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An American Gulag by Alexia Parks This work has been published in the Teen Ink monthly print magazine.

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   On July 21, 1999, 14-year-old Gina Score was made to rununtil she died in a South Dakota boot camp. On her second day at the camp, Scorewas forced to run three miles - despite her weight of 226 pounds. It was humid,and when other inmates gathered around to provide shade for the barely consciousteen, they were shooed away by the staff. Gina died en route to the hospitalafter lying three hours without medical attention.

Once this story broke,news of more abuse surfaced. Teens told of being restrained for hours, raped bystaff and forced to eat their own vomit. Score's parents filed a lawsuit againstthe state, a vocal organization was founded by parents who wanted to protecttheir children from abuse by juvenile corrections officers, and a Washington,D.C. advocacy group visited and forced South Dakota into a settlement.

South Dakota is really not unique; similar events are taking place inboot camps all over the country. An American GULAG: Secret P.O.W. Camps for Teensbroadened my perspective. Behavior modification camps are located in remote areasof the U.S. and in countries like Jamaica and Western Somoa. GULAG documents whatcan happen behind closed doors. Youth often bear terrible abuse, including beingforced to stand for hours without moving, enduring electric shock and beingattacked with pepper spray. Many die in these camps.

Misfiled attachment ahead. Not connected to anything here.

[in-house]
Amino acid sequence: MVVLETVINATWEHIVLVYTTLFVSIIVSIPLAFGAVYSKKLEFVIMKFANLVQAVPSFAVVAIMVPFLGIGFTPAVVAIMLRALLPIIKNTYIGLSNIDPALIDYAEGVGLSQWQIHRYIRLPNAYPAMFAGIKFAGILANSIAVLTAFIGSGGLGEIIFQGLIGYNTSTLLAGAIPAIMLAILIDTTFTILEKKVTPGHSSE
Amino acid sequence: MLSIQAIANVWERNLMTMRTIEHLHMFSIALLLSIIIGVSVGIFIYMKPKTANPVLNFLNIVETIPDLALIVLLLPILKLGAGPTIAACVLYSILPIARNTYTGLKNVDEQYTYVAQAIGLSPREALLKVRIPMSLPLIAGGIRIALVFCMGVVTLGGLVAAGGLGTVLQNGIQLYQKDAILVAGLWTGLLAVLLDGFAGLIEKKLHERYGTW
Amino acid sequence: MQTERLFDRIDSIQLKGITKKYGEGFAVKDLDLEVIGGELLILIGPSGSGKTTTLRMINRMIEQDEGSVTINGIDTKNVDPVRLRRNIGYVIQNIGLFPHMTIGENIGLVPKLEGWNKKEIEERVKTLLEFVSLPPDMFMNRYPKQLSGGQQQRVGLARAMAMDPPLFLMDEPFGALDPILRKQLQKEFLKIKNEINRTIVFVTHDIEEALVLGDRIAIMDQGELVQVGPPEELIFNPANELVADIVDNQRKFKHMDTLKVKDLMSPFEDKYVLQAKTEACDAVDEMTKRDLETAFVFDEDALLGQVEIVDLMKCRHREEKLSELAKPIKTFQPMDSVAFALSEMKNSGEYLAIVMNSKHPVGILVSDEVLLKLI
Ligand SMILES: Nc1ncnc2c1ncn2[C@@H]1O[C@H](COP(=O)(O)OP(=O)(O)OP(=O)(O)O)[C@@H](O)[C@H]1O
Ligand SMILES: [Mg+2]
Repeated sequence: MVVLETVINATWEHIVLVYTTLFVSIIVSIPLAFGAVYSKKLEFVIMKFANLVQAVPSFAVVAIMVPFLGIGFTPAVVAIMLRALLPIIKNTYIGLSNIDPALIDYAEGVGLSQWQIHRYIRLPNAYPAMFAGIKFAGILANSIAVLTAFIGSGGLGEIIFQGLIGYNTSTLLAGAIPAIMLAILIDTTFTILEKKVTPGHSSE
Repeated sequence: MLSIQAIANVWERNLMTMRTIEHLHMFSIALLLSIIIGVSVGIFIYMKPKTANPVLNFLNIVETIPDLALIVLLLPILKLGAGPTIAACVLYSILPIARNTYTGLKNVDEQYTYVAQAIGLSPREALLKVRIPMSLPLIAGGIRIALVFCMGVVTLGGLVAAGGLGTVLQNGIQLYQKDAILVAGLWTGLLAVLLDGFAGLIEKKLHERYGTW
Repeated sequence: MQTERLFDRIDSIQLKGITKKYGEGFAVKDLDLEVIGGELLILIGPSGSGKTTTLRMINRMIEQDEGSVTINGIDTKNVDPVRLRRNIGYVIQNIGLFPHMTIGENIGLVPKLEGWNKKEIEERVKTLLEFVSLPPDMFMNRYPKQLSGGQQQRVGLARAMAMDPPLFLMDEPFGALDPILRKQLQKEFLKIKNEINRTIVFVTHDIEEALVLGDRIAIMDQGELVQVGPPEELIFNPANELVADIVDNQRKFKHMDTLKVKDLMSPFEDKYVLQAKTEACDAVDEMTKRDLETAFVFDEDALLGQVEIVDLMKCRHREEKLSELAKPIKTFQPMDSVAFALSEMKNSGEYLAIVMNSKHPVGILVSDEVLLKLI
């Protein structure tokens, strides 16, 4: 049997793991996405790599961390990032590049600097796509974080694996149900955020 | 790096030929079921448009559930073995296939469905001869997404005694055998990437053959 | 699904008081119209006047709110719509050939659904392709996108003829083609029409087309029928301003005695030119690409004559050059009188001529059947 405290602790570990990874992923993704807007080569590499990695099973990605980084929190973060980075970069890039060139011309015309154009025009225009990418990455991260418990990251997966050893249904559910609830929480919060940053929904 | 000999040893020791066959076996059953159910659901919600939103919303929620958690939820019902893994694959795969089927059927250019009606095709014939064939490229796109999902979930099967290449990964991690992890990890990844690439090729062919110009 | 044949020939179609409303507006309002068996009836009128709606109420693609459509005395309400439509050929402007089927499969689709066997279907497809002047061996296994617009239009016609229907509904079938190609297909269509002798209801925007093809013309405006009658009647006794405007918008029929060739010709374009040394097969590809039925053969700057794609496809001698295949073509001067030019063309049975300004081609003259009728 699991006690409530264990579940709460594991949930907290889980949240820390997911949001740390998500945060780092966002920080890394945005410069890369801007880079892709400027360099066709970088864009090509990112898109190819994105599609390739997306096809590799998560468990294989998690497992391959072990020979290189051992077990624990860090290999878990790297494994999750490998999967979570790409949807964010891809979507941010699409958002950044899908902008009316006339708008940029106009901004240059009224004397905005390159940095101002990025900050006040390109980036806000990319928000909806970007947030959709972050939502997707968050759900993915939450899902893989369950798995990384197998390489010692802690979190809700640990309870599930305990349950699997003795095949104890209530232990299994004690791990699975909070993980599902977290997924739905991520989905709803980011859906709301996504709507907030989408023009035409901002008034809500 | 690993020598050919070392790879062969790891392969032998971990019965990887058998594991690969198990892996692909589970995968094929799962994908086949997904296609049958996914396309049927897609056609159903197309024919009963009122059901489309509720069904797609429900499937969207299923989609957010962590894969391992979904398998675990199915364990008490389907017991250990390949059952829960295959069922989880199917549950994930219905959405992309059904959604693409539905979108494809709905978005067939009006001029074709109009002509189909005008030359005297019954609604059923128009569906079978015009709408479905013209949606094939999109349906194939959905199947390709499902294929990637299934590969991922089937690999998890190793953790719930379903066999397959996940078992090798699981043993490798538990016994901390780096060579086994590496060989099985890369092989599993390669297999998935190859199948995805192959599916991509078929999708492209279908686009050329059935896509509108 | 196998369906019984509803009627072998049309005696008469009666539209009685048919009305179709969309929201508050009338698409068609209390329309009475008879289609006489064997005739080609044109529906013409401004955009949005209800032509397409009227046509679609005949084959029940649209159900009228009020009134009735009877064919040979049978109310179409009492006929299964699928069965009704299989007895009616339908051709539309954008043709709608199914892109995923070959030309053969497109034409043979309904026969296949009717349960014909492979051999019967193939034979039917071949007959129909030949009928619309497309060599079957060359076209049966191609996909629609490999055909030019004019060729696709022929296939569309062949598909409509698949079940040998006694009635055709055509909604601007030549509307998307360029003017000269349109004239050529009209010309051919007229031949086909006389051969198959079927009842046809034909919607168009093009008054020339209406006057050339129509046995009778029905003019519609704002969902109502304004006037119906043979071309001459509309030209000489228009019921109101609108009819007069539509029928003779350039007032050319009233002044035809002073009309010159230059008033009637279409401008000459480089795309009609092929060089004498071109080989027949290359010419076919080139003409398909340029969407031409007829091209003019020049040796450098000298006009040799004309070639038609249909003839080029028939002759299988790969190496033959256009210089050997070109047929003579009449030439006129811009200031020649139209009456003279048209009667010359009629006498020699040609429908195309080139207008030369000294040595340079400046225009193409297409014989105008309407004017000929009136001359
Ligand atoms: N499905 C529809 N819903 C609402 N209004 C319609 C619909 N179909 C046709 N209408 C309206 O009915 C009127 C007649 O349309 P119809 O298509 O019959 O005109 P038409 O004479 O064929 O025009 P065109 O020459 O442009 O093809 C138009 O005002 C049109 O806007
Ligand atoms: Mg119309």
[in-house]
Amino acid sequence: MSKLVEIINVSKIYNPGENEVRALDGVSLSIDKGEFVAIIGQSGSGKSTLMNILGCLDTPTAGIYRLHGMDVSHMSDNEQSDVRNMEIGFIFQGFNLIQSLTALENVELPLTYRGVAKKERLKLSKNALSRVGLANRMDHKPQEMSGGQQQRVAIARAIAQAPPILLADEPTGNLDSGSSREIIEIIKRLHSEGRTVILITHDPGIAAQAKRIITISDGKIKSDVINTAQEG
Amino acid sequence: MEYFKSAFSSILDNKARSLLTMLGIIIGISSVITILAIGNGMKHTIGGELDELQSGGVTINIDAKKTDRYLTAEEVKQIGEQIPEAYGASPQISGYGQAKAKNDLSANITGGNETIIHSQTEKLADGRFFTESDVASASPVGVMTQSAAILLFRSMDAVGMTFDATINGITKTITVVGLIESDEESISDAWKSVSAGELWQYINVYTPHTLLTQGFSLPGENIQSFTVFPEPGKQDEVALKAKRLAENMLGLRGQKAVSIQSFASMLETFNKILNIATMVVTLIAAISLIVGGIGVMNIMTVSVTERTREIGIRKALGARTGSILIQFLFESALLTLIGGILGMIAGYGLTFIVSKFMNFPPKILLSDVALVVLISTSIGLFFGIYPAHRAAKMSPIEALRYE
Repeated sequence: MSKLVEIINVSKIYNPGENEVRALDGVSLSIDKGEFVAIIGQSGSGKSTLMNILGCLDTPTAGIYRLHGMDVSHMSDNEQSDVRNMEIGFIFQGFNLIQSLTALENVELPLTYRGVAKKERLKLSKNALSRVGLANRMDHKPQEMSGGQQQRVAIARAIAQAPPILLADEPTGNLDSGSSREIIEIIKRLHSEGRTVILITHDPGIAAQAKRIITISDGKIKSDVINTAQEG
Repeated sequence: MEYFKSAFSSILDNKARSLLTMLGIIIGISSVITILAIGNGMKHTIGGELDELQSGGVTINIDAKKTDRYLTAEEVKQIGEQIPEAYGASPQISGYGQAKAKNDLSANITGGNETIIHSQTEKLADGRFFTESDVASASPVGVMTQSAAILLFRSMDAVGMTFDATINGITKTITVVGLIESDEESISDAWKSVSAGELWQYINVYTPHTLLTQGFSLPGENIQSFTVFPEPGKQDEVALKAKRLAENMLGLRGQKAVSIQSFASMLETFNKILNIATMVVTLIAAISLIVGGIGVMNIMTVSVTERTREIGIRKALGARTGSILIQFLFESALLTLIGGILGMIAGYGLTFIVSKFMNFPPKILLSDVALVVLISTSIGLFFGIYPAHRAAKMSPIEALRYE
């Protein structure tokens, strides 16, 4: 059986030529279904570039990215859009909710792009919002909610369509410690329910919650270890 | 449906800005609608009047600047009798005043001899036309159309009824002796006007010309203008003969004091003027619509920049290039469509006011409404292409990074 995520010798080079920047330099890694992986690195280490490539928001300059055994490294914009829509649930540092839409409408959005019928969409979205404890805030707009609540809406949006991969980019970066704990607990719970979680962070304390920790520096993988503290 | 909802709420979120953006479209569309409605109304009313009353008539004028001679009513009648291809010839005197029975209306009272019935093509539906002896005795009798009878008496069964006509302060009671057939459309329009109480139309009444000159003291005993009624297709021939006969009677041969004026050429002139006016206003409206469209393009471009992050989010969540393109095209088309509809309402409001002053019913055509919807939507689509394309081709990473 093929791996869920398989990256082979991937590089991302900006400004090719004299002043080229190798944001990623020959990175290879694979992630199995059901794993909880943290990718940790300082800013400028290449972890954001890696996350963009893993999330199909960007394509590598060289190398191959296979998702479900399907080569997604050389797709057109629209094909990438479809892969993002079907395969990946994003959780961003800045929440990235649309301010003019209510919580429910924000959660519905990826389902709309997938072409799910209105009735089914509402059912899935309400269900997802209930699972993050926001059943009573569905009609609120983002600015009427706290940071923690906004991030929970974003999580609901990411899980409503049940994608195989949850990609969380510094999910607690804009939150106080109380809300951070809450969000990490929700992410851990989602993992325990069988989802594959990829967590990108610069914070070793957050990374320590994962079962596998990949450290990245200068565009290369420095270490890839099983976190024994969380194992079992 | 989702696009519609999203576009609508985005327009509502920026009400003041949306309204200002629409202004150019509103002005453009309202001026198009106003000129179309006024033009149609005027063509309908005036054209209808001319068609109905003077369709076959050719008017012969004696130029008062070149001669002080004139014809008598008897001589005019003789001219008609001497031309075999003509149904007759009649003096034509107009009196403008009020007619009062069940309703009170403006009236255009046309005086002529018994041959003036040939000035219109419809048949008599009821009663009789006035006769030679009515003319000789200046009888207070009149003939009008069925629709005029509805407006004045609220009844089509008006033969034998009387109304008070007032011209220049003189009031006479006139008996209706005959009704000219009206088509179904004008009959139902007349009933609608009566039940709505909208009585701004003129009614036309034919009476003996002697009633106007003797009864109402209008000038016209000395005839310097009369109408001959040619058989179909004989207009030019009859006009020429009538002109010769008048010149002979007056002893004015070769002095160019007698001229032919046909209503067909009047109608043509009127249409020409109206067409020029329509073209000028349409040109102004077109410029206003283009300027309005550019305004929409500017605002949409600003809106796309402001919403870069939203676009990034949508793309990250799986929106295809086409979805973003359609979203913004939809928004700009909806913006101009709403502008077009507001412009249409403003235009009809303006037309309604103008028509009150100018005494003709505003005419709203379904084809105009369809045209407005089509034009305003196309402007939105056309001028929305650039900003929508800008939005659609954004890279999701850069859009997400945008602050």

Parks tells the storyof her effort to rescue her niece, Katie, who was sent to a behavior modificationcamp when she was 14. Years after her release, Katie whispered, "Youwouldn't believe the things they did to me. But I know now it was for my owngood." She had become so brainwashed that she was still thanking herabusers.

Parks' powerful documentary is the best book available dealingwith these behavior modification camps. GULAG reaches out to parents and teensacross the country, crying passionately for change and common sense. The bookincludes appendices with stories by teens who have been held at thesecamps.

Parks' book only scrapes the surface of the abuse, but gives thereader a powerful glimpse into this terrible business. It shocks and puzzlesreaders, then draws them into the secret world of the gulag. Although at firstyou may think her book an exaggeration, Parks will convince you that this is areal problem that calls for immediate change.

A must-read for all teens,An American GULAG is a moving and suspenseful story that may include informationto protect yourself. I really can't thank Alexia Parks enough for having exposedthe stunning truth about behavior modification camps.


This work has been published in the Teen Ink monthly print magazine. This piece has been published in Teen Ink’s monthly print magazine.






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